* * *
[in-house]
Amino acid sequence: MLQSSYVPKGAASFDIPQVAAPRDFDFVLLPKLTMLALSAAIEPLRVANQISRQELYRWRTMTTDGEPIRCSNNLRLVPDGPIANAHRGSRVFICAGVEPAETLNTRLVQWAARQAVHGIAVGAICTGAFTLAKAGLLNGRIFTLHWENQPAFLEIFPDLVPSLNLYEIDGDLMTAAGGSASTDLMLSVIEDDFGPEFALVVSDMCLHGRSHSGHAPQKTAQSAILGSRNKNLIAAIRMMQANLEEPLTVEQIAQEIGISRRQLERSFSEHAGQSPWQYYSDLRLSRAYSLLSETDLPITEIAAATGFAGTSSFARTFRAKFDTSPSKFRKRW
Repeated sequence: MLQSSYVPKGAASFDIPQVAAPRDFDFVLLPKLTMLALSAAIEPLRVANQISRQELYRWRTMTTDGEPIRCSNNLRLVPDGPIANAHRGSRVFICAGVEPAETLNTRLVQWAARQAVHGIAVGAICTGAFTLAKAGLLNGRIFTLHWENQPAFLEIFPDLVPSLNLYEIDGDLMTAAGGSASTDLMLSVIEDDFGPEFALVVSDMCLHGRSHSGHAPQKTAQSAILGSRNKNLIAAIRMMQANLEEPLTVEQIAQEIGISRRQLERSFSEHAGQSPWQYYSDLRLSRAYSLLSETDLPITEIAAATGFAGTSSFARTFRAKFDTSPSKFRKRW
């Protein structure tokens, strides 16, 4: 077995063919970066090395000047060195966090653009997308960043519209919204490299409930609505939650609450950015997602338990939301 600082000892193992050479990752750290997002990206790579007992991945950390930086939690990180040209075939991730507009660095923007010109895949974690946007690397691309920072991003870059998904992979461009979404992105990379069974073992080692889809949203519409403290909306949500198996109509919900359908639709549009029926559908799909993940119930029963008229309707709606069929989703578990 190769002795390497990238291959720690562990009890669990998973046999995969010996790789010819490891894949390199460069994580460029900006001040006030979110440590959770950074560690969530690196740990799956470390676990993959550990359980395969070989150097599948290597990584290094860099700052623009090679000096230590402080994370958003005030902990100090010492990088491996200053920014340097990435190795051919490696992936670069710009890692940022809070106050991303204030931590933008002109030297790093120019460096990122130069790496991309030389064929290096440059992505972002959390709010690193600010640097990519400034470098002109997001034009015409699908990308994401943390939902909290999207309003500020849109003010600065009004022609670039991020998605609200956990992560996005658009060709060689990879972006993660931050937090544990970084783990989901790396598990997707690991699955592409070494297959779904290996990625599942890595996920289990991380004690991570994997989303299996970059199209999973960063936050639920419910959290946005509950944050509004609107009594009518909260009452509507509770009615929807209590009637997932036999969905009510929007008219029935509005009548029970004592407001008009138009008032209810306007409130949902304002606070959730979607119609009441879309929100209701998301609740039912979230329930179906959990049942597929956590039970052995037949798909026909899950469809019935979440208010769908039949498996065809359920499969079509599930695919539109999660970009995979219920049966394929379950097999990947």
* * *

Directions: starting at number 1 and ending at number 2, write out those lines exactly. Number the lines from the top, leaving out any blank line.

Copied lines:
[in-house]
Amino acid sequence: MLQSSYVPKGAASFDIPQVAAPRDFDFVLLPKLTMLALSAAIEPLRVANQISRQELYRWRTMTTDGEPIRCSNNLRLVPDGPIANAHRGSRVFICAGVEPAETLNTRLVQWAARQAVHGIAVGAICTGAFTLAKAGLLNGRIFTLHWENQPAFLEIFPDLVPSLNLYEIDGDLMTAAGGSASTDLMLSVIEDDFGPEFALVVSDMCLHGRSHSGHAPQKTAQSAILGSRNKNLIAAIRMMQANLEEPLTVEQIAQEIGISRRQLERSFSEHAGQSPWQYYSDLRLSRAYSLLSETDLPITEIAAATGFAGTSSFARTFRAKFDTSPSKFRKRW